Whisky Magazine Issue 117
This article is 2 years old and some information provided may be time sensitive. Please check all details of events, tours, opening times and other information before travelling or making arrangements.
Copyright Whisky Magazine © 1999-2016. All rights reserved. To use or reproduce part or all of this article please contact us for details of how you can do so legally.
Following in the footsteps of the world's richest man, the first female Nobel Prize winner, and Hollywood legends past and present
After a right hearty breakfast and a comforting Irish coffee at Belfast's most agreeable Malone Lodge Hotel, we met Belfast city tour guide Billy Scott. He suggested we nip down to Hamilton Docks, there to investigate certain new whiskey rumours, and a Titanic era vessel - SS Nomadic, last of the illustrious White Star Line ships. “She's on display next to the world's largest Titanic exhibit,” Billy confided, hailing a retro looking taxi.
Once ships heavy with teas from Ceylon, teak from Burma, silks from China sailed into Belfast ports. Here, too, fathers brought their wide-eyed sons to admire great ships from faraway places with strange sounding names – replaced in our time by unlovely container ships, sterile waterfronts scanned by paranoid security cameras, and where docklands no longer welcome boys, nor dreamers.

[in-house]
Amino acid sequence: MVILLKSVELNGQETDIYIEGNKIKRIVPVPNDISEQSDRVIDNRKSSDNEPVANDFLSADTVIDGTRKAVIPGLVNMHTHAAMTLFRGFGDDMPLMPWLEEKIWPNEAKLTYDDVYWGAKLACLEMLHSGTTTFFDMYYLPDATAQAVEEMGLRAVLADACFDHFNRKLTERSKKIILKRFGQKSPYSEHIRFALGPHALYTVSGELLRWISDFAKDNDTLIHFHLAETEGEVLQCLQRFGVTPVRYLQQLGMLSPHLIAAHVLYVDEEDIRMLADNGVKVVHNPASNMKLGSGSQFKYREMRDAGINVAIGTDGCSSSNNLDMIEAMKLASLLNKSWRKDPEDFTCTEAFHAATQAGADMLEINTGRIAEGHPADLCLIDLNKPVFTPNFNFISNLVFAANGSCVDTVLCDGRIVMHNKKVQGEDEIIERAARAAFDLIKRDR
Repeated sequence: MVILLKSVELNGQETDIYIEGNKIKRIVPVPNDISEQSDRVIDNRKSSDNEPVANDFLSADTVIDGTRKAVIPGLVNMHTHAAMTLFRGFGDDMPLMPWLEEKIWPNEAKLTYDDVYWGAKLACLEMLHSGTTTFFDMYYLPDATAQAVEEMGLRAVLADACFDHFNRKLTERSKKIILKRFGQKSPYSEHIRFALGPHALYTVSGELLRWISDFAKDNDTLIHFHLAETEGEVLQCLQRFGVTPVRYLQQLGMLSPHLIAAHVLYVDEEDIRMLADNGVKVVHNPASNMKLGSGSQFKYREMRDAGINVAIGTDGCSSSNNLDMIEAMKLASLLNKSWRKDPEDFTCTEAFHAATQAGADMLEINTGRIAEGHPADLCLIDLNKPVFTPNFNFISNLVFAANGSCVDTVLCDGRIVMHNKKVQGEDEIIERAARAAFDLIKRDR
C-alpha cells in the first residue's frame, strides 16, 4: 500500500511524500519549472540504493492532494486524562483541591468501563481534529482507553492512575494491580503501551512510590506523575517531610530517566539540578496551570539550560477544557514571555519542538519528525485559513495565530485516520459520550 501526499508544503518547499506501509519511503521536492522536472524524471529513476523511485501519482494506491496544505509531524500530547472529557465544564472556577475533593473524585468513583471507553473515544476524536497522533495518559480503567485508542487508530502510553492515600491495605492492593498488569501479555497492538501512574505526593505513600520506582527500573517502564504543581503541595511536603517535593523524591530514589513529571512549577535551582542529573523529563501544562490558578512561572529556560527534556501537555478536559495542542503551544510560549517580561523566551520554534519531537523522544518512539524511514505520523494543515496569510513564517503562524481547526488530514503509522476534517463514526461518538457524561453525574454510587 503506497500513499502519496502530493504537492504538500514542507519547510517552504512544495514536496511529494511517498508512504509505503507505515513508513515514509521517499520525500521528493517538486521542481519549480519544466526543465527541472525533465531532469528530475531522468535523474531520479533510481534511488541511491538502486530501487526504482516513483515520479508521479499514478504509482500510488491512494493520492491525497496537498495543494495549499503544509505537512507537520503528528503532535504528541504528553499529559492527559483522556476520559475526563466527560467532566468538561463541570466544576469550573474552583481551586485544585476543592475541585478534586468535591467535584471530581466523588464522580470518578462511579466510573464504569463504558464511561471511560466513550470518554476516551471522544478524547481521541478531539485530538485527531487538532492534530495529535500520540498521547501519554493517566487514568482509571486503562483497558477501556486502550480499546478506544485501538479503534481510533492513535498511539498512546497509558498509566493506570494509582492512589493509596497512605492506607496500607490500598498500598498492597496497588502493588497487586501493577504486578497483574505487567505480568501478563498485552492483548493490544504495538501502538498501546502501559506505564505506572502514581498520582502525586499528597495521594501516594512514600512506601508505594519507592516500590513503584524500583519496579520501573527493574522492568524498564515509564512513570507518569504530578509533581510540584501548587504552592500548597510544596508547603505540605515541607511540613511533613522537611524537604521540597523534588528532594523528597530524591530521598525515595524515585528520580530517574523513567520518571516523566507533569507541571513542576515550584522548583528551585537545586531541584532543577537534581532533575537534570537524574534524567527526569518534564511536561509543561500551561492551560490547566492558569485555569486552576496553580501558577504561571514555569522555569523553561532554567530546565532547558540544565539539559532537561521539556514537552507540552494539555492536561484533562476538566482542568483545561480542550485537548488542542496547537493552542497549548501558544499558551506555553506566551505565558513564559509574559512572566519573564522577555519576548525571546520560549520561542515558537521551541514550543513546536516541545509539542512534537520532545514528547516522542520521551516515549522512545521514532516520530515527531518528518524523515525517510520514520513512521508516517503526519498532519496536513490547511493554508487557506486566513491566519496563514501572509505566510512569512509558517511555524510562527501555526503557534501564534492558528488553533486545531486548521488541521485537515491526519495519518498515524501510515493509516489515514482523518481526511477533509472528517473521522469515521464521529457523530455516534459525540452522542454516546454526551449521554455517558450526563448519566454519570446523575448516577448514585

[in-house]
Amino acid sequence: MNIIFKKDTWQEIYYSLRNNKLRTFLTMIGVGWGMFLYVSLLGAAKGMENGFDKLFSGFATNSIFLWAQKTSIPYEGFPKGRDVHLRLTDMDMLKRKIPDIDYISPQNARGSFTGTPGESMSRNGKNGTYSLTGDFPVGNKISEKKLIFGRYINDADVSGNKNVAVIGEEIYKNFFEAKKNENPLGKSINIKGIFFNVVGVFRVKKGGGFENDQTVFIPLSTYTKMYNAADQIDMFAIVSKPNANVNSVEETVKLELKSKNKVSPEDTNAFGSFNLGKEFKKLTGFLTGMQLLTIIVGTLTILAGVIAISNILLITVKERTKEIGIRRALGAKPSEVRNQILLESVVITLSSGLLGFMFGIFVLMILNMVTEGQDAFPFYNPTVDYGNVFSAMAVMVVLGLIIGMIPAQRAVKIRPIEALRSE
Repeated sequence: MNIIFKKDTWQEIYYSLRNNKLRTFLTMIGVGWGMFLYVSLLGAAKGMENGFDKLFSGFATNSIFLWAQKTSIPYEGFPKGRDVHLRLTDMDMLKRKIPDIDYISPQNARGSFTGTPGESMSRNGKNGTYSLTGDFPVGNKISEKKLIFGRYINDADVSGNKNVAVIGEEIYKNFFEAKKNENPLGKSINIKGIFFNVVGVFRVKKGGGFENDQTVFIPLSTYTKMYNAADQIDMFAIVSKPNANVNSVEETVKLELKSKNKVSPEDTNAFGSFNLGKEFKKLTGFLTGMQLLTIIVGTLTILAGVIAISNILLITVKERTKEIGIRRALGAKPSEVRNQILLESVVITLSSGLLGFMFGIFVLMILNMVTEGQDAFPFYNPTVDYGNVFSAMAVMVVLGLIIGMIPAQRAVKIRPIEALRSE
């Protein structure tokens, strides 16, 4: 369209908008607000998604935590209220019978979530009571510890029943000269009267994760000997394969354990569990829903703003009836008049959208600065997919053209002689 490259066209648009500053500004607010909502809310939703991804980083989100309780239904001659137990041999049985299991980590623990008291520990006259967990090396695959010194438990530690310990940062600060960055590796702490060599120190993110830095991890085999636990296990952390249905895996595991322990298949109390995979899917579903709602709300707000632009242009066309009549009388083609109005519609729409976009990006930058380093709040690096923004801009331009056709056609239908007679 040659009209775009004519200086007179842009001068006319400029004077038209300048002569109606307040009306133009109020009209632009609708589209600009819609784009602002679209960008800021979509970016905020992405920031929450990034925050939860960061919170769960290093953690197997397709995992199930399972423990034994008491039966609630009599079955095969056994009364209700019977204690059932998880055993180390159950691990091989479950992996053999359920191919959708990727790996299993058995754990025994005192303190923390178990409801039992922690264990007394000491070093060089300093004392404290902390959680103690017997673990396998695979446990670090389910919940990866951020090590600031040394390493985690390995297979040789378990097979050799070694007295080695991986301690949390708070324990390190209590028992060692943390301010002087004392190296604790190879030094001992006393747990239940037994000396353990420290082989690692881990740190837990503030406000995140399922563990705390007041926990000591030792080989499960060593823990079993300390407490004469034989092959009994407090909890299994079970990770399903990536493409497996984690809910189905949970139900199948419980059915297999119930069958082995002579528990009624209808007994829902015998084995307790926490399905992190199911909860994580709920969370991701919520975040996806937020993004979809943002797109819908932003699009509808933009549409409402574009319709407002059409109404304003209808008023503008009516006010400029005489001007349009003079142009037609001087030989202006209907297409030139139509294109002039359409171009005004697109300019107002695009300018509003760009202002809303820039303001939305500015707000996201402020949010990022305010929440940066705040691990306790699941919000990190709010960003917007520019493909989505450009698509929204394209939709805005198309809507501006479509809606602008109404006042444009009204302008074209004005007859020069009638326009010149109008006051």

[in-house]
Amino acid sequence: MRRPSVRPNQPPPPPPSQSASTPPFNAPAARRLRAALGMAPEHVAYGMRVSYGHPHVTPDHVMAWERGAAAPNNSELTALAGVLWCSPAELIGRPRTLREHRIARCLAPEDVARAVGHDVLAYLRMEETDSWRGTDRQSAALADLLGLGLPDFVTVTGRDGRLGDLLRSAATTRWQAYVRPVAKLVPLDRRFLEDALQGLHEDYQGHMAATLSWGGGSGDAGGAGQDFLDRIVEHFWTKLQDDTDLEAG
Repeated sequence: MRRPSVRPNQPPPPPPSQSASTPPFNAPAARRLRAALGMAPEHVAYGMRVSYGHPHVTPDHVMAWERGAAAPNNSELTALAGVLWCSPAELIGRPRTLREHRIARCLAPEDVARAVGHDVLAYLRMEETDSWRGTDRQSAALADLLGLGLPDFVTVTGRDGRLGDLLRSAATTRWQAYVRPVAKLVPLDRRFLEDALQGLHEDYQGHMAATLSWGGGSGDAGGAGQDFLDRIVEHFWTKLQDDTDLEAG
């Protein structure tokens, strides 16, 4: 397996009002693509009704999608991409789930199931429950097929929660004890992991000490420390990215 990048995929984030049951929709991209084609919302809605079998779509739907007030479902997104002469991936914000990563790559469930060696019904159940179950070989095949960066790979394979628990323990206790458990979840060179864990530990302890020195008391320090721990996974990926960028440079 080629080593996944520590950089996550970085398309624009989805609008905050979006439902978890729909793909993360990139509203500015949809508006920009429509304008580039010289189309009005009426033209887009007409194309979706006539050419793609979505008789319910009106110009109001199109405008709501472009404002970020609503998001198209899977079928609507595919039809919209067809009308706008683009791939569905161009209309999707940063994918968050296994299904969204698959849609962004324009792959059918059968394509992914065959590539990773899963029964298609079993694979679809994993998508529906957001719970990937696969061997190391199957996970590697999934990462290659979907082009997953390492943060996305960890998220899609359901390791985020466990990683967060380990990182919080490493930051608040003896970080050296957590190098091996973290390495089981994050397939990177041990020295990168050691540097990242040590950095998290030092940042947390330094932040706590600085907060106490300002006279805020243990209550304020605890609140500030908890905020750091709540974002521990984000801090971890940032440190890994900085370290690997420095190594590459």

In tribute to shipbuilders Harland and Wolff, Titanic Belfast boasts soaring silver ship-like bows of Olympic, Titanic and Britannic. Visitors are immersed in 19th century shipyard life via impressive sound effects, vintage newsreels and gigantic murals. From top floors lifts descend as if through each of Titanic's nine deck levels. At the bottom, beneath a glass floor, slowly moving wreck site panoramas give the notion of gliding above Titanic's undersea grave. Just one quarter her size, Nomadic is often referred to as “mini Titanic” and ghosts of old passangers and sailors haunt every deck and every salon.
Titanic's draft was too deep to enter ...